Female athletes, coaches share experiences with body image, expectations of what athletes should look like

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Olivia M

WARMING UP: Lily Rose, varsity women’s track and field team member and junior, runs a lap as a part of her warmup. Rose said she thinks cross country has developed a supportive culture to help any girls who may be struggling with body image issues.

Kaitlyn Loper

Lily Rose, varsity women’s track and field team member and junior, has only had one experience in which someone approached her about her weight.

Rose said, “I’m a very skinny person and as a runner, that’s just natural. My body has grown into being a runner’s body. I had a coach one time, a female coach, come up to me and say, ‘Hey Lily, I’ve noticed that you’ve gotten a lot smaller since last year and I’m just concerned, making sure that you’re eating and everything.’”

However, while Rose said that experience was only an isolated occurrence, people’s expectations of body image have hit close to home for athletes like Evie Taller, women’s cross-country and track team member and junior, who said she has seen firsthand the pressure —and the body confidence issues that result—for athletes like her feel to look a certain way.

“We (athletes are) kind of expected to be more sort of thin,” she said.

Those expectations for female athletes have led to some making harmful decisions in order to lose weight and be thinner, sometimes culminating in the development of an eating disorder. According to recent interviews of Division I athletes conducted by Women’s Health, almost 15% of those interviewed stated they have had an eating disorder. That number reached as high as 32% with rowers. Additionally, 35% of respondents said they believed at least one of their teammates has an eating disorder.  

For her part, Rose said she has noticed some athletes on the cross-country team dealing with issues with body image and not wanting to show their own body.

“Something that I noticed is that, during the summer for cross-country, we have the option to run without a shirt and just have our sports bra. There are some days where if it’s really hot, it’s almost like ‘why would you not take off your shirt?’ I don’t really judge anyone upon it,” Rose said. “I feel as though the atmosphere from middle school to high school is quite different in that we are mature adults and we’re not going to be ‘objectified’ by taking off our shirts. I see a little bit in some freshmen, typically towards the beginning of our season in the summer, where they’re really hesitant to take off their shirts or they do only on certain days.”

 According to Melanie Pulley, swim coach for Carmel Swim Club and Carmel High School, some of those issues come from female athletes unfairly comparing themselves to other athletes.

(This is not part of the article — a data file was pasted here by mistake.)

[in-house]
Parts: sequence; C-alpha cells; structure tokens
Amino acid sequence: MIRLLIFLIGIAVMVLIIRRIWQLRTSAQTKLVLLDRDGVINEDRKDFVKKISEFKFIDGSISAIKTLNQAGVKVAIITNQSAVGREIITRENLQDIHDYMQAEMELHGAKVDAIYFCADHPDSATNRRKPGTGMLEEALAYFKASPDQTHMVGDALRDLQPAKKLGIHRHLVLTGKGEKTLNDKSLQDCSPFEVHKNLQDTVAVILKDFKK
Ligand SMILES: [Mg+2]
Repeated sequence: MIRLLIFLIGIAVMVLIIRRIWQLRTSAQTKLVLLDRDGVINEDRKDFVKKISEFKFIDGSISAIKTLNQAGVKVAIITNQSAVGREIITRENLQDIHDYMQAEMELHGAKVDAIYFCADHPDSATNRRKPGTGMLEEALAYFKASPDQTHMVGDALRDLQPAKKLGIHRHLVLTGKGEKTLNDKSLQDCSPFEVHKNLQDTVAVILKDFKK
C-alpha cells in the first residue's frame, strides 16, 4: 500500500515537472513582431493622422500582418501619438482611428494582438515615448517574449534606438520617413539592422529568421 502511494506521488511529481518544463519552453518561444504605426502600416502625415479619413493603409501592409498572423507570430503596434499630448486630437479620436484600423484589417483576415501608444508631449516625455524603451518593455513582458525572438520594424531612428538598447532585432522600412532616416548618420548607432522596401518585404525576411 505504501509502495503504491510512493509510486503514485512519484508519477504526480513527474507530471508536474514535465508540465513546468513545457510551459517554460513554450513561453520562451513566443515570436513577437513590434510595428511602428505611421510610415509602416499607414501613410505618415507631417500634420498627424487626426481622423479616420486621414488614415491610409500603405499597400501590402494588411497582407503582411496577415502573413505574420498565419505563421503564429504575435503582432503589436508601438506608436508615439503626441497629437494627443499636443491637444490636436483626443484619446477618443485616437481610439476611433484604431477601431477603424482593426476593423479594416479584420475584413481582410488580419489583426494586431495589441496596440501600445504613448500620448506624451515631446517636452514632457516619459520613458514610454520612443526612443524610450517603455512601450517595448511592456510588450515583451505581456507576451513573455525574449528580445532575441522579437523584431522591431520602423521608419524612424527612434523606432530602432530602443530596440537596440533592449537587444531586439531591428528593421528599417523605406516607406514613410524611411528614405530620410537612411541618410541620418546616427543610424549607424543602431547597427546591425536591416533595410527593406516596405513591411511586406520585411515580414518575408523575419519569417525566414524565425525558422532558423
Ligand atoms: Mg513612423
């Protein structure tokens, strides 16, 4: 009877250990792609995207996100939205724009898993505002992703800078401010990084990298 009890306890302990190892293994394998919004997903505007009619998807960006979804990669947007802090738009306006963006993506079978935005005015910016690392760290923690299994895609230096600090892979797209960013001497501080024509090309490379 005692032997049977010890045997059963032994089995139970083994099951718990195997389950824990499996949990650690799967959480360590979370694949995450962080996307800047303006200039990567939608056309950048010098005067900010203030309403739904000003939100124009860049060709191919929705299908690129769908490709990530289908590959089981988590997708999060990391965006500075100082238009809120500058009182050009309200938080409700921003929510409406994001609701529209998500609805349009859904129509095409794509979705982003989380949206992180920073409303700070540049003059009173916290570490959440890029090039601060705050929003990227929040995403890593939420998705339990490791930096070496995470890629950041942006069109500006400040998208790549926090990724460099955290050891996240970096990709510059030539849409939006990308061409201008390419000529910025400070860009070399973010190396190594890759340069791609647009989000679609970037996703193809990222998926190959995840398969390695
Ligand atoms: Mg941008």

“I think they see people who are professional athletes or someone who is more elite than they are and they feel there’s a necessity to compare themselves to that athlete. And it’s a whole thing working on self confidence,” Pulley said. 

Rose said, rather than perpetuate an unrealistic idea of what a “healthy” woman looks like, social media has actually shown girls a variety of different body types.

“I have seen a lot on social media recently that has represented a lot of different body types and I appreciate that,” she said. “I think that allows for so many of our younger girls to be like, ‘I can tailor my body to the way that it is.’ Being healthy looks different for everybody and of course, you know what’s healthy for you and what isn’t. I think social media has allowed us to see that healthy can look different ways.” 

Rose added that the cross-country team has developed a supportive culture to help any girls who may be struggling with body image issues.

“I would probably say that everyone around you is there to support you,” she said. “If you see the amount that we cheer for (other runners) on their times and how they do with a sport, that is just as much how we support them in everyday life issues. We love to call our team a family because we spend so much time together that I am proud to call all of those girls my sisters.” 

Track and field member and junior Evie Taller runs a mile time trial at practice. Taller said she recommends her teammates to not worry about what other people think of them, and to live for yourself. (Olivia Mc)

“I spend so much time with (my teammates) that to feel self-conscious in my mind, although natural, is almost silly,” she added, “because there is absolutely no way that I can imagine anybody looking at another girl on our team and saying ‘Wow, she looks that way? Why?’ It’s just not part of our culture on our cross-country team. It’s something that does not happen.”

Ultimately, Taller said she has some words of wisdom for any of her teammates who feel like they do not look as they should.

“You don’t need to worry about what other people think of you,” she said. “Don’t worry about what you look like—let how you (perform) speak for itself.”

 

*Additional reporting done by Austin Guo

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